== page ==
Calvados: Norman shellfish contaminated by hepatitis A, fishing prohibited

Calvados: Norman shellfish contaminated by hepatitis A, fishing prohibited
Calvados: Norman shellfish contaminated by hepatitis A, fishing prohibited

The hepatitis A virus was detected in shellfish collected from the production areas of Grandcamp-Maisy and Géfosse-Fontenay, in Calvados.

This Friday, the prefecture banned fishing and the marketing of shellfish from this sector.

A worrying discovery. The Calvados prefecture issued an order this Friday to prohibit fishing, collecting and marketing shellfish in the area of ​​Grandcamp-Maisy and Géfosse-Fontenay (Calvados) after the detection of the presence of the hepatitis virus on site. A, a viral infectious disease of the liver, report West France and France 3 Normandie.

As pointed out West France, sixteen cases of hepatitis A have been brought to the attention of health authorities in recent days. Among them, “six are linked to the consumption of shellfish from these areas”declared Sébastien Delescluse, deputy director general of the Normandy Regional Health Agency (ARS).

“An unprecedented phenomenon”

In his press release cited by West France, the prefecture announced the closure of the production areas concerned until June 8. The shellfish still present on the market will be removed. “We are witnessing an unprecedented phenomenon. The last episode dates back to 2007”said Thierry Chatelain, director of the departmental direction of territories and the sea (DDTM) at France 3.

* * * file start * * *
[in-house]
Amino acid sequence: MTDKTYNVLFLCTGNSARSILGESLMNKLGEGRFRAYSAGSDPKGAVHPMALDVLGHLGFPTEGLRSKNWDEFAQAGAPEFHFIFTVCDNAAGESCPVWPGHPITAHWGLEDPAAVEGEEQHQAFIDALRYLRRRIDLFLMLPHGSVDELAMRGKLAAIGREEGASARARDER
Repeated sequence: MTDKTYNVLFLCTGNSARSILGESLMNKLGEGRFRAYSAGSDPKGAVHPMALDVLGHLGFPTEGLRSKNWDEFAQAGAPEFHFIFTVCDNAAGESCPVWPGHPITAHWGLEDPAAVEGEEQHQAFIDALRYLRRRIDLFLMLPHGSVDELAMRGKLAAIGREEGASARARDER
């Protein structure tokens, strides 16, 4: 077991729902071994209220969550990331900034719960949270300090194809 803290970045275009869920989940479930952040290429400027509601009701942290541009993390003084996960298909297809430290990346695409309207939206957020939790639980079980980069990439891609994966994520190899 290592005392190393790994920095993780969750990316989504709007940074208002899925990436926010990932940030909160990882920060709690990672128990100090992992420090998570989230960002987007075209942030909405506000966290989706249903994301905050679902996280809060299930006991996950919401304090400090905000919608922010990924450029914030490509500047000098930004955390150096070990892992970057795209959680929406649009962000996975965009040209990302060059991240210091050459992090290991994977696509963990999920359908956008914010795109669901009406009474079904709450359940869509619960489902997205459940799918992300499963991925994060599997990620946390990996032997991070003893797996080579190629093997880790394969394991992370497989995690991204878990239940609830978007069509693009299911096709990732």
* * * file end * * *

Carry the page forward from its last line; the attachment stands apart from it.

The latter also clarified with West France that HAV, the virus that causes hepatitis A, had been “detected at entry and exit” of the Grandcamp wastewater treatment plant, after the implementation of wastewater monitoring in the Grandcamp, Isigny-sur-Mer (Calvados) and Carentan (Manche) wastewater treatment plants.

As France 3 points out, the prefectural authorities indicated that there was no “not a problem of oysters, but of contamination of the environment by hepatitis A, which again raises the question of the discharge of wastewater into the sea”.

A new blow for professionals

Hepatitis A is a liver infection causing inflammatory liver lesions, which disappear upon recovery, as well as changes to liver cells, recalls Health Insurance. It is transmitted between people or through contact with objects or food contaminated by the stool of a sick person, which contains HAV. Shellfish harvested from unsafe water can therefore be responsible for the contamination. The disease heals on its own and is immunizing: we therefore cannot contract it again.

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The appearance of this virus is a real blow for fishing professionals, who already had to face difficulties last winter. Indeed, a few days before the New Year, the prefectures of Calvados and Manche had banned “temporarily” the consumption and marketing of oysters produced in certain coastal sectors of these two departments “following reports of cases of collective food poisoning whose symptoms are those of acute gastroenteritis”. In Calvados, the production concerned was precisely that coming from the Grandcamp-Maisy Est and Géfosse-Fontenay sectors.


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